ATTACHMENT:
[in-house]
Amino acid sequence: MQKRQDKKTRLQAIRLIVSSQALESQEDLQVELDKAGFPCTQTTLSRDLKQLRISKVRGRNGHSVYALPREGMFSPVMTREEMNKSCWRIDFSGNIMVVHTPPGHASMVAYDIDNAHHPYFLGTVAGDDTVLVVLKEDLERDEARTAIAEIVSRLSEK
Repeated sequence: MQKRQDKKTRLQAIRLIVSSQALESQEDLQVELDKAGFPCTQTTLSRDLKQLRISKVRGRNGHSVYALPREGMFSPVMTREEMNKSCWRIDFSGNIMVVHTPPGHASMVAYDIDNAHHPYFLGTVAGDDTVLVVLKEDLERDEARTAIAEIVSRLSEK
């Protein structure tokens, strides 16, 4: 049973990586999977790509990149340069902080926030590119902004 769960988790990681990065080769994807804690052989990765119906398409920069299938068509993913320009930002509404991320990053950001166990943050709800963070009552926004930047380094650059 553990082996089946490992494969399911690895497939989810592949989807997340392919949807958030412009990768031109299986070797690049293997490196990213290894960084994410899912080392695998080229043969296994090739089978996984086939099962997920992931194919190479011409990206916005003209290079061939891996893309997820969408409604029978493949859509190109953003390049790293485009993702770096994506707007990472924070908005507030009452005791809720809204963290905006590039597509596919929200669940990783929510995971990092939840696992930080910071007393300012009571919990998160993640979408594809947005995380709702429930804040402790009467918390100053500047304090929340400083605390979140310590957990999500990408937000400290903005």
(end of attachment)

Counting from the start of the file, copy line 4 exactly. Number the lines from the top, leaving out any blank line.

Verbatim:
């Protein structure tokens, strides 16, 4: 049973990586999977790509990149340069902080926030590119902004 769960988790990681990065080769994807804690052989990765119906398409920069299938068509993913320009930002509404991320990053950001166990943050709800963070009552926004930047380094650059 553990082996089946490992494969399911690895497939989810592949989807997340392919949807958030412009990768031109299986070797690049293997490196990213290894960084994410899912080392695998080229043969296994090739089978996984086939099962997920992931194919190479011409990206916005003209290079061939891996893309997820969408409604029978493949859509190109953003390049790293485009993702770096994506707007990472924070908005507030009452005791809720809204963290905006590039597509596919929200669940990783929510995971990092939840696992930080910071007393300012009571919990998160993640979408594809947005995380709702429930804040402790009467918390100053500047304090929340400083605390979140310590957990999500990408937000400290903005």